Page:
Jump to ContentJump to Main Navigation
Dying to KnowScientific Epistemology and Narrative in Victorian England$
Users without a subscription are not able to see the full content.

George Levine

Print publication date: 2002

Print ISBN-13: 9780226475363

Published to Chicago Scholarship Online: February 2013

DOI: 10.7208/chicago/9780226475387.001.0001

Show Summary Details
Page of

PRINTED FROM CHICAGO SCHOLARSHIP ONLINE (www.chicago.universitypressscholarship.com). (c) Copyright University of Chicago Press, 2022. All Rights Reserved. An individual user may print out a PDF of a single chapter of a monograph in CHSO for personal use.date: 25 June 2022

Carlyle, Descartes, and Objectivity

Carlyle, Descartes, and Objectivity

Lessen Thy Denominator

(p.66) 3 Carlyle, Descartes, and Objectivity
Dying to Know

George Levine

University of Chicago Press

This chapter explores the story that Thomas Carlyle tells in Sartor Resartus. It suggests the degree to which fear and hatred of the body dominates Victorian thought. Sartor Resartus is a gesture at demonstrating what might be called an adequate “method” of knowing—but it is cast in part as biography and enwound with the ethical and the material. In the nineteenth century, Carlyle's strange book overtly enacts the way the ethical and the epistemological are sanctioned by the same values. His demanding and unresponsive body became his enemy, especially in sex and in defecation. The significance of the body in his engagement with himself and resistance to Enlightenment rationalism makes his ultimate choice of career seem inevitable. Carlyle was too much a man of the body to succumb to the pure disembodiment toward which Selbstödtung pointed.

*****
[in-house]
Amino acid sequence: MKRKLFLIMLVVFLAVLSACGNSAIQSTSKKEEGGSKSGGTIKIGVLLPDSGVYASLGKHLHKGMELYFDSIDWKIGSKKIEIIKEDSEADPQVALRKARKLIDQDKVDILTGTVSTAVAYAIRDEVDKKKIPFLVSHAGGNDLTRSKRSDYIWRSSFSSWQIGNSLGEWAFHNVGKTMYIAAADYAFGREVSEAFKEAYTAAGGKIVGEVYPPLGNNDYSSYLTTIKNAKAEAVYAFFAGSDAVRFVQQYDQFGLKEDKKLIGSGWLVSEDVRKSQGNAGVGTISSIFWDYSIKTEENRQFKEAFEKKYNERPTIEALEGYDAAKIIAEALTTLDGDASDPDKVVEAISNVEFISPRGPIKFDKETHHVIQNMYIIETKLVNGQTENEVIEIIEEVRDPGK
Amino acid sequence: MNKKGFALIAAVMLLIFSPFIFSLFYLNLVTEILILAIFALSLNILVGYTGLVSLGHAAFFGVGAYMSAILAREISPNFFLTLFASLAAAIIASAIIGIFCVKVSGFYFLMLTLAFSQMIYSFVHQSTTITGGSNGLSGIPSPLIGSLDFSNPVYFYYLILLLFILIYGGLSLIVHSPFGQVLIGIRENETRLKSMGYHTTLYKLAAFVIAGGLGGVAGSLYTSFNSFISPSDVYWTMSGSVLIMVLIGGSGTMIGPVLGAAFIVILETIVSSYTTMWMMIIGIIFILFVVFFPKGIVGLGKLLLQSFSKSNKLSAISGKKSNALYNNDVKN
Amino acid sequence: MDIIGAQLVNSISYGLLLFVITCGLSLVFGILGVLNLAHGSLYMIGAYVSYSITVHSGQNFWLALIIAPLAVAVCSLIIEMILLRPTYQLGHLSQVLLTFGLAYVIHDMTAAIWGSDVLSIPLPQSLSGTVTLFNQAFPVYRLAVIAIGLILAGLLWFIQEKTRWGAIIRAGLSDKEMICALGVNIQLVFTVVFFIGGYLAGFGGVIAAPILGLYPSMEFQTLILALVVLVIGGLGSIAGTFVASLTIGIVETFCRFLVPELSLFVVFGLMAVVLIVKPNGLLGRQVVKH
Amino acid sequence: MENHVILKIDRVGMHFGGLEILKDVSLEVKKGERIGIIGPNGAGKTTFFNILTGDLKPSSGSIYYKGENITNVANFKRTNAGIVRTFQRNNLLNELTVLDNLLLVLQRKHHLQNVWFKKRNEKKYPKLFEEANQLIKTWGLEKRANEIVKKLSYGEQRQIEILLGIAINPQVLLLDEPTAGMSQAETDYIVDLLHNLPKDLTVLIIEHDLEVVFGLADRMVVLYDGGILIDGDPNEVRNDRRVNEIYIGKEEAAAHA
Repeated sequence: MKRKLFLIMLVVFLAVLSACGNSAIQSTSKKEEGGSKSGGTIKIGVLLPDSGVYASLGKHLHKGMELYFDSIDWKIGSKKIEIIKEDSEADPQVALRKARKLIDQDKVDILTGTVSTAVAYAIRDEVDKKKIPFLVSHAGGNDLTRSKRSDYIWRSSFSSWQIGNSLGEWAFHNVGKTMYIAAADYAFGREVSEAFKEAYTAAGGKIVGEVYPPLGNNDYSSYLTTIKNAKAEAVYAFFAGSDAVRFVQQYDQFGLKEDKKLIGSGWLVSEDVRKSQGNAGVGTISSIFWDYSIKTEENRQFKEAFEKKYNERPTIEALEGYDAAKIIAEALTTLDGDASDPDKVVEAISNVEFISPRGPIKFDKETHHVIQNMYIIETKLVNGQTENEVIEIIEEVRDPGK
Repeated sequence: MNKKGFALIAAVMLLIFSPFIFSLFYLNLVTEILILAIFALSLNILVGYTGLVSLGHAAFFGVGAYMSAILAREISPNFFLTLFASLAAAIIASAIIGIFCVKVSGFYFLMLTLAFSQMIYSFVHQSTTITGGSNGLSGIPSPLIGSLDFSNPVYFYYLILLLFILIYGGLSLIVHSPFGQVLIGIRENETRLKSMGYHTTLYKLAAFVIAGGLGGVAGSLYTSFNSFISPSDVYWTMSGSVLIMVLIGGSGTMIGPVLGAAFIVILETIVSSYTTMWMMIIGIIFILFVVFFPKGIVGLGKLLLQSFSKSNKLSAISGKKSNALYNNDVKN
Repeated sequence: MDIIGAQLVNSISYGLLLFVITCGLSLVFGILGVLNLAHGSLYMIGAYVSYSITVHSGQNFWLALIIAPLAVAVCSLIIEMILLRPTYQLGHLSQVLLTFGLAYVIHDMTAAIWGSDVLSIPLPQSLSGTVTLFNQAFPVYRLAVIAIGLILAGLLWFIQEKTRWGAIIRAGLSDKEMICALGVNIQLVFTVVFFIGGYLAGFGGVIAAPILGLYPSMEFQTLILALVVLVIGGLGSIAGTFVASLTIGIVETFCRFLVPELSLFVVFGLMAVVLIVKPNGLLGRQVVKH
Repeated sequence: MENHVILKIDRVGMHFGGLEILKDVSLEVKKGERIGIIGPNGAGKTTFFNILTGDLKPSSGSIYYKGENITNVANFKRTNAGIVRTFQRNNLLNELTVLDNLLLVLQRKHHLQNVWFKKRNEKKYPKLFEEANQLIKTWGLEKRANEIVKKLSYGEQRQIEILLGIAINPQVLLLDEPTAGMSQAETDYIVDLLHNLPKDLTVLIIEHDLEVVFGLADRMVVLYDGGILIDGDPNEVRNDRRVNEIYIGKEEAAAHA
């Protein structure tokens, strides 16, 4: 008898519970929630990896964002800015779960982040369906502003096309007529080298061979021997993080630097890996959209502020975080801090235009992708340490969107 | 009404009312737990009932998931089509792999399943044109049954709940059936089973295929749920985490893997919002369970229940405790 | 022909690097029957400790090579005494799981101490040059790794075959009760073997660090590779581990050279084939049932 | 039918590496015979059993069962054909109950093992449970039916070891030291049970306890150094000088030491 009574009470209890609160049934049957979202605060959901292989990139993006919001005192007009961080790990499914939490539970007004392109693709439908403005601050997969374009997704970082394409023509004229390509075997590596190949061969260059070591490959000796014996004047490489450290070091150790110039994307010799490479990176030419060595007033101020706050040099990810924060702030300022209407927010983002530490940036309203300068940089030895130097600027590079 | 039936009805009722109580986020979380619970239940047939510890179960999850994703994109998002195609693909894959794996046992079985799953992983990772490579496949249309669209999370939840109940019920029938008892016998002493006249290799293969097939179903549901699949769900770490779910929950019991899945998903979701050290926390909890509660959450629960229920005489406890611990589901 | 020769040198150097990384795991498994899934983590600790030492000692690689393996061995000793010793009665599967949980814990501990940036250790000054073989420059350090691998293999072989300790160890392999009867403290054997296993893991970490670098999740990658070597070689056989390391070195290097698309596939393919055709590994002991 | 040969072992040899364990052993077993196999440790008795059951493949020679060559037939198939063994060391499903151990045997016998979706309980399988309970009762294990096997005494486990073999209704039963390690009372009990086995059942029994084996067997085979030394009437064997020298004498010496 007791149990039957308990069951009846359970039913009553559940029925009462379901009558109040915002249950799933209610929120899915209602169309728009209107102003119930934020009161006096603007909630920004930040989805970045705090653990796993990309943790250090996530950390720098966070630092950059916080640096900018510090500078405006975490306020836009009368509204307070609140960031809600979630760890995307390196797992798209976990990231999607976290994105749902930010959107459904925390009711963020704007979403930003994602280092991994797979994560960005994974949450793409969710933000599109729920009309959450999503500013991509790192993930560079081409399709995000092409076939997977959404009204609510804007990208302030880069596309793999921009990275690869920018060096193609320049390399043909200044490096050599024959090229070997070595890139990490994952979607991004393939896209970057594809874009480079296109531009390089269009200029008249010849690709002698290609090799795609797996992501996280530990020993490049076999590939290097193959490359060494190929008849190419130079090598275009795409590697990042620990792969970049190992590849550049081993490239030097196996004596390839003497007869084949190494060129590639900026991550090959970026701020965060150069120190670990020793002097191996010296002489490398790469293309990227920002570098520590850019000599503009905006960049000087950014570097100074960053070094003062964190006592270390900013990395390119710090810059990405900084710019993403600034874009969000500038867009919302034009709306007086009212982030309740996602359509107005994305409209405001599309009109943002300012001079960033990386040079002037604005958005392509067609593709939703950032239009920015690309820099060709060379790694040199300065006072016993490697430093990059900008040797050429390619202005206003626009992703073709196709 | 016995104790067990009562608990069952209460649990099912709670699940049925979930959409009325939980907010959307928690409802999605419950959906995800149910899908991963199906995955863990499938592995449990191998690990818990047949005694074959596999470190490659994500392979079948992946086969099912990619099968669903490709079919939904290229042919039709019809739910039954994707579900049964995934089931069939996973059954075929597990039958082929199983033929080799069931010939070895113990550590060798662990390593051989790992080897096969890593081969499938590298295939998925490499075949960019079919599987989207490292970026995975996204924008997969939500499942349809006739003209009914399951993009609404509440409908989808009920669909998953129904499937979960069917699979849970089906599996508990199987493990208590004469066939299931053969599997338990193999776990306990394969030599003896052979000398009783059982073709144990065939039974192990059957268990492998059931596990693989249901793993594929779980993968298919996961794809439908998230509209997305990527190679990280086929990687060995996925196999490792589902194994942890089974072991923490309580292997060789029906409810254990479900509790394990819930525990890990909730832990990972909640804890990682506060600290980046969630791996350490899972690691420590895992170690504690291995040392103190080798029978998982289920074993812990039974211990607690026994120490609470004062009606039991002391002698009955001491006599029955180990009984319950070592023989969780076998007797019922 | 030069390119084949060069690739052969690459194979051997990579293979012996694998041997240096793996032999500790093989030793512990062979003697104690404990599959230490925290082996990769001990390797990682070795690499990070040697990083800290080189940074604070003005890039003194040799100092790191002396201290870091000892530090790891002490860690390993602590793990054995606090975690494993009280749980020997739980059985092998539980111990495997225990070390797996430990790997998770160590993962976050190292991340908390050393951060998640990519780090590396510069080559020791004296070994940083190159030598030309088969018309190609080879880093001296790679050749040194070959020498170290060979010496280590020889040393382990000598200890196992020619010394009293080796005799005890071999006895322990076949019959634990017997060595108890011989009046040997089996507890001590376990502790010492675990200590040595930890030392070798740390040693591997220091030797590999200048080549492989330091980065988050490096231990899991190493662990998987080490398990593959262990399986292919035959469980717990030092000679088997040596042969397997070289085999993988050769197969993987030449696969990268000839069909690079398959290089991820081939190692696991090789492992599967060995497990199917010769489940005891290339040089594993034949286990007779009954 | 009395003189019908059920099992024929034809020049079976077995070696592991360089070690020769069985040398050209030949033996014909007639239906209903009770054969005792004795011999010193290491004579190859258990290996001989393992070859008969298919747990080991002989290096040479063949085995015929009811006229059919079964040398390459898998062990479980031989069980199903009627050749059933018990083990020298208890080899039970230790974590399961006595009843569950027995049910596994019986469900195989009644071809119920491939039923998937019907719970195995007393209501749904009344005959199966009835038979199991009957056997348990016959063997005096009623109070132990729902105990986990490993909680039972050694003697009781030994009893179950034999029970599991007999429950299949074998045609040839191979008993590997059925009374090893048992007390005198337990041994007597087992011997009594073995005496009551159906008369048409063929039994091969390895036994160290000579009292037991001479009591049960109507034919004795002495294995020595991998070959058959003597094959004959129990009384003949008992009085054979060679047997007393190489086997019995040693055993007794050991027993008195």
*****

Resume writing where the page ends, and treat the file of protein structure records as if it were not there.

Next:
Keywords:   Thomas Carlyle, Sartor Resartus, knowing, Enlightenment rationalism, Victorian thought, body

Chicago Scholarship Online requires a subscription or purchase to access the full text of books within the service. Public users can however freely search the site and view the abstracts and keywords for each book and chapter.

Please, subscribe or login to access full text content.

If you think you should have access to this title, please contact your librarian.

To troubleshoot, please check our FAQs, and if you can't find the answer there, please contact us.